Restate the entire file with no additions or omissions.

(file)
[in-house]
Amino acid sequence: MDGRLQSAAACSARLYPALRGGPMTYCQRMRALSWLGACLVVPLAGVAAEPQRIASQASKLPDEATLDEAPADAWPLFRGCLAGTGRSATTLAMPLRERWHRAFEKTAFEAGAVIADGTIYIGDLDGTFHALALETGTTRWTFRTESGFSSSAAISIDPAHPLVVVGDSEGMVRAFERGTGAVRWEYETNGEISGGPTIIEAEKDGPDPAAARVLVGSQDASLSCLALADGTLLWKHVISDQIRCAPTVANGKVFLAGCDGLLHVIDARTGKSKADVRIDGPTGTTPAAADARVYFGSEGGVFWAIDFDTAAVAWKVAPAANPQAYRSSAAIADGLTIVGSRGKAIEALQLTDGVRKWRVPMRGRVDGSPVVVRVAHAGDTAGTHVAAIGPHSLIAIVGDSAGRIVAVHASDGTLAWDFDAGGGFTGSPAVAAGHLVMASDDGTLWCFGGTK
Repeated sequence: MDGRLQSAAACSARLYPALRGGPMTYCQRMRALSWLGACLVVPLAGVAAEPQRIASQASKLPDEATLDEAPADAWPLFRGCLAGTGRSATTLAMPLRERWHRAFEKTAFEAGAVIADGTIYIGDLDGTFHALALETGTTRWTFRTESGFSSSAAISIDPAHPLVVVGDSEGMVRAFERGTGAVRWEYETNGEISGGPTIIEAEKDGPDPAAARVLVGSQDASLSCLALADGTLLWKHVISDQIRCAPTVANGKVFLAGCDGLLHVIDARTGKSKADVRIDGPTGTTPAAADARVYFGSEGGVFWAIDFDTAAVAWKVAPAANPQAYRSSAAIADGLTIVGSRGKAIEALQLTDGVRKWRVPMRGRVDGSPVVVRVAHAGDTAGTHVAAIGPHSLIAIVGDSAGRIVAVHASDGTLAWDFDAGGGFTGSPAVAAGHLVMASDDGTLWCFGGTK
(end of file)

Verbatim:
[in-house]
Amino acid sequence: MDGRLQSAAACSARLYPALRGGPMTYCQRMRALSWLGACLVVPLAGVAAEPQRIASQASKLPDEATLDEAPADAWPLFRGCLAGTGRSATTLAMPLRERWHRAFEKTAFEAGAVIADGTIYIGDLDGTFHALALETGTTRWTFRTESGFSSSAAISIDPAHPLVVVGDSEGMVRAFERGTGAVRWEYETNGEISGGPTIIEAEKDGPDPAAARVLVGSQDASLSCLALADGTLLWKHVISDQIRCAPTVANGKVFLAGCDGLLHVIDARTGKSKADVRIDGPTGTTPAAADARVYFGSEGGVFWAIDFDTAAVAWKVAPAANPQAYRSSAAIADGLTIVGSRGKAIEALQLTDGVRKWRVPMRGRVDGSPVVVRVAHAGDTAGTHVAAIGPHSLIAIVGDSAGRIVAVHASDGTLAWDFDAGGGFTGSPAVAAGHLVMASDDGTLWCFGGTK
Repeated sequence: MDGRLQSAAACSARLYPALRGGPMTYCQRMRALSWLGACLVVPLAGVAAEPQRIASQASKLPDEATLDEAPADAWPLFRGCLAGTGRSATTLAMPLRERWHRAFEKTAFEAGAVIADGTIYIGDLDGTFHALALETGTTRWTFRTESGFSSSAAISIDPAHPLVVVGDSEGMVRAFERGTGAVRWEYETNGEISGGPTIIEAEKDGPDPAAARVLVGSQDASLSCLALADGTLLWKHVISDQIRCAPTVANGKVFLAGCDGLLHVIDARTGKSKADVRIDGPTGTTPAAADARVYFGSEGGVFWAIDFDTAAVAWKVAPAANPQAYRSSAAIADGLTIVGSRGKAIEALQLTDGVRKWRVPMRGRVDGSPVVVRVAHAGDTAGTHVAAIGPHSLIAIVGDSAGRIVAVHASDGTLAWDFDAGGGFTGSPAVAAGHLVMASDDGTLWCFGGTK